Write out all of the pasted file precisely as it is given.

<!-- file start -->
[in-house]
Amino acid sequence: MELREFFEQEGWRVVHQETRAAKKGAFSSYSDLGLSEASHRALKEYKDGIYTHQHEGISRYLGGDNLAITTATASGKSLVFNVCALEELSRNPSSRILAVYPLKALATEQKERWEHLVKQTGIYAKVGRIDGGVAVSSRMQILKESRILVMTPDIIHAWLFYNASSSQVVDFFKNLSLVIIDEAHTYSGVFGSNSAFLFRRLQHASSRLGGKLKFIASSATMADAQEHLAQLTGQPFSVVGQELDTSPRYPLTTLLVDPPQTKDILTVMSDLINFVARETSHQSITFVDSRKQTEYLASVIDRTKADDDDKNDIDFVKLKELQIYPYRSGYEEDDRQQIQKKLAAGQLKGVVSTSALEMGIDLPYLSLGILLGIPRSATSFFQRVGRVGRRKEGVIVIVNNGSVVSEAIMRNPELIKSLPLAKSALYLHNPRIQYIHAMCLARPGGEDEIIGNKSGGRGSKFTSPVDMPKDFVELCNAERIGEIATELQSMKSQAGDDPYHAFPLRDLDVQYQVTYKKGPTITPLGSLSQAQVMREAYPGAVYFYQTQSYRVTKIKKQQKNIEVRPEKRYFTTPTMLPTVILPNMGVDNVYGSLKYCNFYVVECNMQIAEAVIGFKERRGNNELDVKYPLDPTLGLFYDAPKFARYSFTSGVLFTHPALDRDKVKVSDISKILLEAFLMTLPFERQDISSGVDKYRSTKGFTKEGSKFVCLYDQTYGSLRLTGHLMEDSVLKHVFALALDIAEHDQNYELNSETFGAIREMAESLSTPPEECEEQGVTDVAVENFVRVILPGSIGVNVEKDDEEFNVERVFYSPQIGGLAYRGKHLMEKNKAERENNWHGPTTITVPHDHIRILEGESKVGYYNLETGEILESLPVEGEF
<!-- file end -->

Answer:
[in-house]
Amino acid sequence: MELREFFEQEGWRVVHQETRAAKKGAFSSYSDLGLSEASHRALKEYKDGIYTHQHEGISRYLGGDNLAITTATASGKSLVFNVCALEELSRNPSSRILAVYPLKALATEQKERWEHLVKQTGIYAKVGRIDGGVAVSSRMQILKESRILVMTPDIIHAWLFYNASSSQVVDFFKNLSLVIIDEAHTYSGVFGSNSAFLFRRLQHASSRLGGKLKFIASSATMADAQEHLAQLTGQPFSVVGQELDTSPRYPLTTLLVDPPQTKDILTVMSDLINFVARETSHQSITFVDSRKQTEYLASVIDRTKADDDDKNDIDFVKLKELQIYPYRSGYEEDDRQQIQKKLAAGQLKGVVSTSALEMGIDLPYLSLGILLGIPRSATSFFQRVGRVGRRKEGVIVIVNNGSVVSEAIMRNPELIKSLPLAKSALYLHNPRIQYIHAMCLARPGGEDEIIGNKSGGRGSKFTSPVDMPKDFVELCNAERIGEIATELQSMKSQAGDDPYHAFPLRDLDVQYQVTYKKGPTITPLGSLSQAQVMREAYPGAVYFYQTQSYRVTKIKKQQKNIEVRPEKRYFTTPTMLPTVILPNMGVDNVYGSLKYCNFYVVECNMQIAEAVIGFKERRGNNELDVKYPLDPTLGLFYDAPKFARYSFTSGVLFTHPALDRDKVKVSDISKILLEAFLMTLPFERQDISSGVDKYRSTKGFTKEGSKFVCLYDQTYGSLRLTGHLMEDSVLKHVFALALDIAEHDQNYELNSETFGAIREMAESLSTPPEECEEQGVTDVAVENFVRVILPGSIGVNVEKDDEEFNVERVFYSPQIGGLAYRGKHLMEKNKAERENNWHGPTTITVPHDHIRILEGESKVGYYNLETGEILESLPVEGEF